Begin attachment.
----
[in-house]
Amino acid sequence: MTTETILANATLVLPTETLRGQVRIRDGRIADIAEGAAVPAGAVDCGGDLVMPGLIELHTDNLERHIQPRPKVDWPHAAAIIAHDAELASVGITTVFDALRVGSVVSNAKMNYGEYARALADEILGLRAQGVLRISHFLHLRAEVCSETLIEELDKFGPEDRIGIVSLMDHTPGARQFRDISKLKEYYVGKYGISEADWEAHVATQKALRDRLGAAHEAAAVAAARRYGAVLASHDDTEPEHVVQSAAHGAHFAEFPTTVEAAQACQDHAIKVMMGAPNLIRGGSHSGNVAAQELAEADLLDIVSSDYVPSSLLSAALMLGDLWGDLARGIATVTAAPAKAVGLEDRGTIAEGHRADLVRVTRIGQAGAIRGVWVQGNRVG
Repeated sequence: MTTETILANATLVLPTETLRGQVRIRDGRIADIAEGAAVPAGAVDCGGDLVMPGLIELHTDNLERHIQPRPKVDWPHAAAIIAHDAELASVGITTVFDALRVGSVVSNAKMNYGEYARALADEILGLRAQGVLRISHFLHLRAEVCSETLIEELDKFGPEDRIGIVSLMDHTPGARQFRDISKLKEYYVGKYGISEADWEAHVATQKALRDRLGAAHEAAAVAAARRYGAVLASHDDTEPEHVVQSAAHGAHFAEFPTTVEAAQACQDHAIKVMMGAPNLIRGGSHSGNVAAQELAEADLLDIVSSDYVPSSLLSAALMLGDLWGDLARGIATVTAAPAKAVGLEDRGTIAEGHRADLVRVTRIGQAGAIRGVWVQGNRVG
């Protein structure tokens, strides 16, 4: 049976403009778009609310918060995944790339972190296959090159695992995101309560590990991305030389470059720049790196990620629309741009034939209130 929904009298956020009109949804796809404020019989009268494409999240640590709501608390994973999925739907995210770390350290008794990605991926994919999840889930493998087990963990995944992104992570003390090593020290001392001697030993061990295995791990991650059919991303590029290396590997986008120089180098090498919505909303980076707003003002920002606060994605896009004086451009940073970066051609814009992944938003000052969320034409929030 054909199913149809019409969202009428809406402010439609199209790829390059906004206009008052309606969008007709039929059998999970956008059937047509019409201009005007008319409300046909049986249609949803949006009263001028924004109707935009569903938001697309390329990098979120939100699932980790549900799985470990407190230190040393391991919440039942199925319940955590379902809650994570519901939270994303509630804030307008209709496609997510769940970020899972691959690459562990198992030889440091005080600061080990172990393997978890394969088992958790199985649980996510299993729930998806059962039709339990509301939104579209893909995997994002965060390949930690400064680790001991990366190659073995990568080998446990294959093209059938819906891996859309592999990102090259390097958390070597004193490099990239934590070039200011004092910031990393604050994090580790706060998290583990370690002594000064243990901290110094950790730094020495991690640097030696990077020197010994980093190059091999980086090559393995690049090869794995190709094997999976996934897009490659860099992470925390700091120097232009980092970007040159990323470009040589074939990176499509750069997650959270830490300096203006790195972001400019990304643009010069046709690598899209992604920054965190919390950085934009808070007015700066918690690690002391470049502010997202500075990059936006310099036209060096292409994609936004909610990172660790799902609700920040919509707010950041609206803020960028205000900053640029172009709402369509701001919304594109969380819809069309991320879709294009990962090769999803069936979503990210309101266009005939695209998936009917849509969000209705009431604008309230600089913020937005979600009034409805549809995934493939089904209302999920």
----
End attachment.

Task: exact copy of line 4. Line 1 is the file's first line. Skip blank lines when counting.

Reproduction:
């Protein structure tokens, strides 16, 4: 049976403009778009609310918060995944790339972190296959090159695992995101309560590990991305030389470059720049790196990620629309741009034939209130 929904009298956020009109949804796809404020019989009268494409999240640590709501608390994973999925739907995210770390350290008794990605991926994919999840889930493998087990963990995944992104992570003390090593020290001392001697030993061990295995791990991650059919991303590029290396590997986008120089180098090498919505909303980076707003003002920002606060994605896009004086451009940073970066051609814009992944938003000052969320034409929030 054909199913149809019409969202009428809406402010439609199209790829390059906004206009008052309606969008007709039929059998999970956008059937047509019409201009005007008319409300046909049986249609949803949006009263001028924004109707935009569903938001697309390329990098979120939100699932980790549900799985470990407190230190040393391991919440039942199925319940955590379902809650994570519901939270994303509630804030307008209709496609997510769940970020899972691959690459562990198992030889440091005080600061080990172990393997978890394969088992958790199985649980996510299993729930998806059962039709339990509301939104579209893909995997994002965060390949930690400064680790001991990366190659073995990568080998446990294959093209059938819906891996859309592999990102090259390097958390070597004193490099990239934590070039200011004092910031990393604050994090580790706060998290583990370690002594000064243990901290110094950790730094020495991690640097030696990077020197010994980093190059091999980086090559393995690049090869794995190709094997999976996934897009490659860099992470925390700091120097232009980092970007040159990323470009040589074939990176499509750069997650959270830490300096203006790195972001400019990304643009010069046709690598899209992604920054965190919390950085934009808070007015700066918690690690002391470049502010997202500075990059936006310099036209060096292409994609936004909610990172660790799902609700920040919509707010950041609206803020960028205000900053640029172009709402369509701001919304594109969380819809069309991320879709294009990962090769999803069936979503990210309101266009005939695209998936009917849509969000209705009431604008309230600089913020937005979600009034409805549809995934493939089904209302999920």